We have so much mythology surrounding great writers, it is amazing we ever finish a paragraph.
Our greatest writers are often fabled to be lonely and tortured – ala Ernest Hemingway. How romantic and noble you would be if you could, like Hemingway, extract meaning out of nothingness on a rusty old typewriter after slamming back a shot of whisky and lighting a cigarette that now dangles from your mouth. Oh, how you loathe writing but you are drawn to it like a moth to the flame because it is only through the written word that your soul will be immortalized…
Whoa! I got carried away there. Writing an audit report isn’t like that at all!
First of all, we aren’t after the Nobel Prize in Literature! Secondly, I have never seen a romantic audit report! Thirdly, we aren’t allowed to drink or smoke at work. HA.
Now that we have ditched those silly expectations, let us rationally approach (like a good auditor always does) these 5 audit report writing tips so that we save time and reduce frustration for ourselves and our dear audit team:
Tip #1. Don’t try to do it all in one sitting
Your high school English teacher was right – you have to treat each phase of writing separately. You have to separate the outline phase from the draft phase from the editing phase.
If you combine any of the phases together, you get frustration and wasted time. For instance, if you plan what you are going to write as you draft it, you end up rambling on and on; you start one place and end up another. This makes the final phase of writing – the editing phase – excruciating!
And, if you edit while you draft, you may never finish. You may write the same sentence multiple times. And after that much rewriting, you’ll need a coffee break . . . and then you start again, and take a break again, and start again. . . . At that rate you’ll be lucky to finish one paragraph a day!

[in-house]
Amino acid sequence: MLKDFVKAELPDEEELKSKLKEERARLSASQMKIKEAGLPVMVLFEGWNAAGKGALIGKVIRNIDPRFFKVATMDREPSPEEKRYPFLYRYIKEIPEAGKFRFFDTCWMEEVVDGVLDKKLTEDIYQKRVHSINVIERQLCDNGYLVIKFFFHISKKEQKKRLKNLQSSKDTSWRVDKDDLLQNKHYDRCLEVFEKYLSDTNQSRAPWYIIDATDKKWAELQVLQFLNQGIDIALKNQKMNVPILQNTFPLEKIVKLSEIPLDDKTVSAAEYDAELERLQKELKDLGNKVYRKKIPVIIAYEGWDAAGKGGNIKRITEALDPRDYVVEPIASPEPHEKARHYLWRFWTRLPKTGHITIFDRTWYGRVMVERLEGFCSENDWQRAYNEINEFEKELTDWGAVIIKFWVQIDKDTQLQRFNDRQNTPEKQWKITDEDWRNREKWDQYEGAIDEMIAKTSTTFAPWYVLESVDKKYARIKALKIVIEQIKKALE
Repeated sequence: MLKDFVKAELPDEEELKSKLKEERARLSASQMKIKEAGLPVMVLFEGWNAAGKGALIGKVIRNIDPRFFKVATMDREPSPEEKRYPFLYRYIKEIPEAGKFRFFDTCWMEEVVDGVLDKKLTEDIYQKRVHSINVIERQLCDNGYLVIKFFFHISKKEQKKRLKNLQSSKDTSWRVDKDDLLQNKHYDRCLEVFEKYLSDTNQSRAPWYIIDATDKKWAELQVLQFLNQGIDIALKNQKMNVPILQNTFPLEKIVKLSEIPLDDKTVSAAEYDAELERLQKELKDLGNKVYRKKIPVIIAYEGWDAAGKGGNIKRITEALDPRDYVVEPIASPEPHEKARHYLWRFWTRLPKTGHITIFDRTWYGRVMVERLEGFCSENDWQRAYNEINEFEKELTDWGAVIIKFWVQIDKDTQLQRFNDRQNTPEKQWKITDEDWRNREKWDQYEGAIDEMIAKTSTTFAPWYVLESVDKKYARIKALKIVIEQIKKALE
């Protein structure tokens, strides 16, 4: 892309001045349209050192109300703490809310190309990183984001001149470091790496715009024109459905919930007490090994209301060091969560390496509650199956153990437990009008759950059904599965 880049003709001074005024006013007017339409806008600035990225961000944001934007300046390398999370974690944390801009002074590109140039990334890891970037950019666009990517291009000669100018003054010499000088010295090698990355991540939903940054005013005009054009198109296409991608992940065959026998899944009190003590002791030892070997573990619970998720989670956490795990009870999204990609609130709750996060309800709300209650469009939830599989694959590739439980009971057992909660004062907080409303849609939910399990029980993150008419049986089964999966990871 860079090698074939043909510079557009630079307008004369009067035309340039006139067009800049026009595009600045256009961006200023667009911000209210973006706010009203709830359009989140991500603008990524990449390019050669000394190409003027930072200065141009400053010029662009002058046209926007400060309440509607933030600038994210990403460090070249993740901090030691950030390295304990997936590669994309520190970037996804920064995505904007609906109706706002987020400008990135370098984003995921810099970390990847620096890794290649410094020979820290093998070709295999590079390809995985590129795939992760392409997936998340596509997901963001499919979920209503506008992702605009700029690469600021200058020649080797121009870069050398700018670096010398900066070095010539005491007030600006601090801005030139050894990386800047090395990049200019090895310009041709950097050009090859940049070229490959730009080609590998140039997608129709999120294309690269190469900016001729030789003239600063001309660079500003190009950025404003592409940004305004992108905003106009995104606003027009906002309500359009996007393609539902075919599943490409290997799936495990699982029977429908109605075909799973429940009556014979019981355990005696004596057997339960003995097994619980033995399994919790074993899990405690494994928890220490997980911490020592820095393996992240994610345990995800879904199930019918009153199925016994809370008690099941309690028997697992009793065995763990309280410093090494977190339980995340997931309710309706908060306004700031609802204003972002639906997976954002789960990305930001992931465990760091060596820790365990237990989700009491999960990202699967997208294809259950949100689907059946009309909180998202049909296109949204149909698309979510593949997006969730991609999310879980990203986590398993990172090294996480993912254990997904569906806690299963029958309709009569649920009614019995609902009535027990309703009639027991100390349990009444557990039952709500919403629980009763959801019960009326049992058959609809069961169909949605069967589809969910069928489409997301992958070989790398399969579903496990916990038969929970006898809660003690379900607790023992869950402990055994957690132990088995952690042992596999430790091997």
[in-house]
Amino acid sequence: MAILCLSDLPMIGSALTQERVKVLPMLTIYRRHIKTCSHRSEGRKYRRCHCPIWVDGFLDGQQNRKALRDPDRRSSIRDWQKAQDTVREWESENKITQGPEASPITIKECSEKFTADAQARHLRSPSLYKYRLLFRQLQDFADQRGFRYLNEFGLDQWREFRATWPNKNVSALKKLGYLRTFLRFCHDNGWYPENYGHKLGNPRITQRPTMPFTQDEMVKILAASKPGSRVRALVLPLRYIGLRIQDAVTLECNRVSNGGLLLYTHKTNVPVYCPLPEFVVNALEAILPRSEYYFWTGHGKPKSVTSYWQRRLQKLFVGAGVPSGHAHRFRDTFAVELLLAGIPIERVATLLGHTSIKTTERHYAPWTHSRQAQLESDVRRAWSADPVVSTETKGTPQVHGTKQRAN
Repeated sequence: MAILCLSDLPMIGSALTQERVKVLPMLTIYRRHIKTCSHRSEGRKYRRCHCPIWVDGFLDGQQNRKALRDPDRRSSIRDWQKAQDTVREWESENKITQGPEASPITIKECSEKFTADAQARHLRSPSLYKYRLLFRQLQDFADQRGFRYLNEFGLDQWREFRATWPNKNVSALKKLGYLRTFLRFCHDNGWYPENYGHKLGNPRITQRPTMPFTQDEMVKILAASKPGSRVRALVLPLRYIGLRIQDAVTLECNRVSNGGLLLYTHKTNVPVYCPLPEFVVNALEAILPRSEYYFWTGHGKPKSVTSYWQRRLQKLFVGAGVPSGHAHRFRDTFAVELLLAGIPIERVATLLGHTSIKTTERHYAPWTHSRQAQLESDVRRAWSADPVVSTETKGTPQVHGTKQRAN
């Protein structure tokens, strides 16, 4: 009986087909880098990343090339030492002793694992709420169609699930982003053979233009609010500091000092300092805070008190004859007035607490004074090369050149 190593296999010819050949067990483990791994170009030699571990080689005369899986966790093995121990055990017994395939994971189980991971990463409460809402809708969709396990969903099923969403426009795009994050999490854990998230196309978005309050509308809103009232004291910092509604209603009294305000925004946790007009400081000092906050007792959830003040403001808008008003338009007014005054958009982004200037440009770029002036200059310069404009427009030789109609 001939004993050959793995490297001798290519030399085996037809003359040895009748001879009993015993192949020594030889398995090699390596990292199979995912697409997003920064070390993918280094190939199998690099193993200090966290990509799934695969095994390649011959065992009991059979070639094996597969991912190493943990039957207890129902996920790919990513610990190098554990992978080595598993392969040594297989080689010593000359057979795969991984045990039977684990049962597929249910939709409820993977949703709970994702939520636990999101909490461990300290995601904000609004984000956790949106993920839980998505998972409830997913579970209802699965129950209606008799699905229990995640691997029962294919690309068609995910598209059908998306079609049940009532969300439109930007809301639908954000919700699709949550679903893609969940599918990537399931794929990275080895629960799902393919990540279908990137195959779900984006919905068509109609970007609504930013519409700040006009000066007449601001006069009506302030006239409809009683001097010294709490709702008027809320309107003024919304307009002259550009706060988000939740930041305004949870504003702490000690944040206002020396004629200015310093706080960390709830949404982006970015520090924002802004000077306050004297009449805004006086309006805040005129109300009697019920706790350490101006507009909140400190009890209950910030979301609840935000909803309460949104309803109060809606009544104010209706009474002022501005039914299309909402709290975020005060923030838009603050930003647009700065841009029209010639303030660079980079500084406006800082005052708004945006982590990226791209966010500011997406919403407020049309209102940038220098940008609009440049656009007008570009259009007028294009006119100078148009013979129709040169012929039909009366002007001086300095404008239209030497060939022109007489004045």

Although it is counter-intuitive that you will save time overall if you do each phase separately, you do end up saving time. It is especially important to dedicate time to planning. Brian Tracy says, “Every minute you spend in planning saves 10 minutes in execution!”
Of course, you could choose to ignore your English Teacher and Brian Tracy in order to take on the brooding persona of Ernest Hemingway. He famously said when asked how to be a great writer, “There is nothing to writing. All you do is sit down at the typewriter and bleed.” Ah… that’s a little over the top there, Ernie.
This is one of the biggest audit report writing tips of all time! Delay writing full sentences for as long as possible. Because once you write a sentence, you become married to it, and you may not be able to see its flaws (just like in true romance!)
You have spent precious time and effort choosing each word and arranging the words intelligently. Woe be it to the reviewer that puts a red pen to your masterpiece!
What I often found in my role as editor at an audit office is that, once I had come to a big-picture understanding of the issue, massive cuts were necessary to clean up an auditor’s findings. Talk about PAIN. Whole families of precious sentences would get wiped out during my review!